US trends in binge drinking by gender, occupation, prestige, and work structure among adults in the midlife, 2006–2018

By Sarah McKetta, Seth J. Prins, Lisa M. Bates, Jonathan M. Platt, Katherine M. Keyes in Class conflict and public health

June 30, 2021


June 30, 2021


12:00 AM



Rates of binge drinking have nearly doubled among US women ages 30–49 since 2006. Employment influences alcohol use and varies by the prestige and structure (e.g., authority, autonomy, expertise) of one’s occupation.


We examined trends in binge drinking among adults ages 30–49 in the labor force in 2006–2018 National Health Interview Surveys (N = 108,981) by occupation, work prestige (General Social Survey’s occupational prestige score), work structure (occupational authority, autonomy, automation, expertise), and gender. We estimated odds of binge drinking by year with survey-weighted logistic regression controlled for sociodemographics, smoking, and disability.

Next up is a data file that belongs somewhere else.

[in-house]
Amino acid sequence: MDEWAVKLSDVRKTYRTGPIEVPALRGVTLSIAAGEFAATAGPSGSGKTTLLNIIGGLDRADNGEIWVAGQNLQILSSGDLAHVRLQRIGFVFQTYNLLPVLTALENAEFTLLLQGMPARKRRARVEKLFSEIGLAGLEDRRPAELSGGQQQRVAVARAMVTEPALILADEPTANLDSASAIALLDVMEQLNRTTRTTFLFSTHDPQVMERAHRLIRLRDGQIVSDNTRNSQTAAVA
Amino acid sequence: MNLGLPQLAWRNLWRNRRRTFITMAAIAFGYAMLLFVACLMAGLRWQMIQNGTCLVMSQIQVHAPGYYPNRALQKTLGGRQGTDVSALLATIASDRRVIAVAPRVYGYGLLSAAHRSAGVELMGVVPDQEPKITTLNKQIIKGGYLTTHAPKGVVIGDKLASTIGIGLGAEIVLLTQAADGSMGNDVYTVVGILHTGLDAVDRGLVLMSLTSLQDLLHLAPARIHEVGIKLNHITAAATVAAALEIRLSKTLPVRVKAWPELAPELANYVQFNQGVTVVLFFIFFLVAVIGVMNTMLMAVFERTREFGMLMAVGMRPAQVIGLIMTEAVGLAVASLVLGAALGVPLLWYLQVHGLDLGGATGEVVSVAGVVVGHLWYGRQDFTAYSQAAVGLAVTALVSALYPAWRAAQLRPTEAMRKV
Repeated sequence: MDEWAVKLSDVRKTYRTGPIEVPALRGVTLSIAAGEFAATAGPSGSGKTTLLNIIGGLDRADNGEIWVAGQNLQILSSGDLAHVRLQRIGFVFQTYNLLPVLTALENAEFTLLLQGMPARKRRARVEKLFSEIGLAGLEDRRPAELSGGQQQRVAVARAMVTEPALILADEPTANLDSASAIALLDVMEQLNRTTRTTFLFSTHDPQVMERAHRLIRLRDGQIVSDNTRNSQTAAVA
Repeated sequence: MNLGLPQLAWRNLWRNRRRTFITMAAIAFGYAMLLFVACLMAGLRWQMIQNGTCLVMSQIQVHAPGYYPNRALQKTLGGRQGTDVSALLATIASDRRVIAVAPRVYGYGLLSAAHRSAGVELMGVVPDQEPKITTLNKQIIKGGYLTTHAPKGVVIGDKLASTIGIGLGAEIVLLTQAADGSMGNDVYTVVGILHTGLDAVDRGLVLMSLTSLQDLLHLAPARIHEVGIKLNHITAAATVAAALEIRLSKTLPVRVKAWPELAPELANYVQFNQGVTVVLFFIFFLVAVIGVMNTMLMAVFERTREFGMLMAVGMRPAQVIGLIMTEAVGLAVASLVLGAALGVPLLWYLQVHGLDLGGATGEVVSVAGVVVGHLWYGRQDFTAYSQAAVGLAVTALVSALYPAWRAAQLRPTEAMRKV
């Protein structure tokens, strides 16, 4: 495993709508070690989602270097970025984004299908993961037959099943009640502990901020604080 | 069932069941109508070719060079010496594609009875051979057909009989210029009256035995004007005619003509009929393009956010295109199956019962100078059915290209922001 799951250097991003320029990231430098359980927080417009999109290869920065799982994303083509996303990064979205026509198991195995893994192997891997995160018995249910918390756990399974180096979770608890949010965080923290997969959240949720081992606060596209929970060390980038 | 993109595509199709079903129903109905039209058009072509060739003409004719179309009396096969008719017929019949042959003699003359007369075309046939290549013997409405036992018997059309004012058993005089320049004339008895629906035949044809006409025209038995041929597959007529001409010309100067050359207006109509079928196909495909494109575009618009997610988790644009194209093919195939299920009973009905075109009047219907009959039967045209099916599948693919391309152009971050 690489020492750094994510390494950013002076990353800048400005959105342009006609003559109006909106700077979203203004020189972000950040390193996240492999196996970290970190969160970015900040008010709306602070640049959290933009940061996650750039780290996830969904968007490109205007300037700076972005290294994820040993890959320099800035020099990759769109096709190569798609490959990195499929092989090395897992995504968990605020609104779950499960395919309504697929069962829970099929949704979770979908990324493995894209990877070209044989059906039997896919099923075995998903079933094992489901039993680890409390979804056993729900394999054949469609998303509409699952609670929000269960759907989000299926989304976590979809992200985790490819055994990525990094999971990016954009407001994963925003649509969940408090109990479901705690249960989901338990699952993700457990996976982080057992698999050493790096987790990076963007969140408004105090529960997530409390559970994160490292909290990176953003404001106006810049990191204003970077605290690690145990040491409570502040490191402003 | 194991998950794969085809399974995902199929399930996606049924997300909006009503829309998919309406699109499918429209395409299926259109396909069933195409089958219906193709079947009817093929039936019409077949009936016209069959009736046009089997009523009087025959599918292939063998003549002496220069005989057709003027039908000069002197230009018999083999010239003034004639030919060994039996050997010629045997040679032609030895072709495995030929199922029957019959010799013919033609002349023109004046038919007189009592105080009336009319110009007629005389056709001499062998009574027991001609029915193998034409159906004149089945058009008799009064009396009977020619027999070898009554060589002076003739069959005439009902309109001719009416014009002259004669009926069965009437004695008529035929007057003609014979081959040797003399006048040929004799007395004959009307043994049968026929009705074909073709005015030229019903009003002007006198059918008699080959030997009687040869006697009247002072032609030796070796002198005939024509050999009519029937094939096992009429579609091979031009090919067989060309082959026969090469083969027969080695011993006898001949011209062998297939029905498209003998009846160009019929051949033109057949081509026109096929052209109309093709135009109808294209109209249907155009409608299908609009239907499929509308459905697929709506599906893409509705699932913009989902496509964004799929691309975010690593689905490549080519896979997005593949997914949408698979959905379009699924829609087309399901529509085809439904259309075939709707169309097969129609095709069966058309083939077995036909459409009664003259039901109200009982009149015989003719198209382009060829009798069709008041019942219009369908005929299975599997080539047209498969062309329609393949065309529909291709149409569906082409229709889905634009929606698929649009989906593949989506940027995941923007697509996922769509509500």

In 2018, 30% of women and 43% of men reported binge drinking; drinking increased annually from 2006–2018 (OR for women = 1.08, OR for men = 1.03). Work status, prestige, and work structure modified the association. Women in high- (OR = 1.10, 95% CI: 1.09–1.12) versus low-prestige (OR = 1.05, 95% CI: 1.04–1.06) jobs had higher increases, as did men in high-prestige jobs (OR = 1.04, 95% CI: 1.03–1.05). Respondents in higher relative to lower authority, autonomy, and expertise jobs increased binge drinking.


Though all strata of workforce adults increased binge drinking, increases were concentrated among women in higher-status careers, implicating gendered shifts in labor as one determinant of recent national alcohol trends.

Posted on:
June 30, 2021
1 minute read, 210 words
Class conflict and public health
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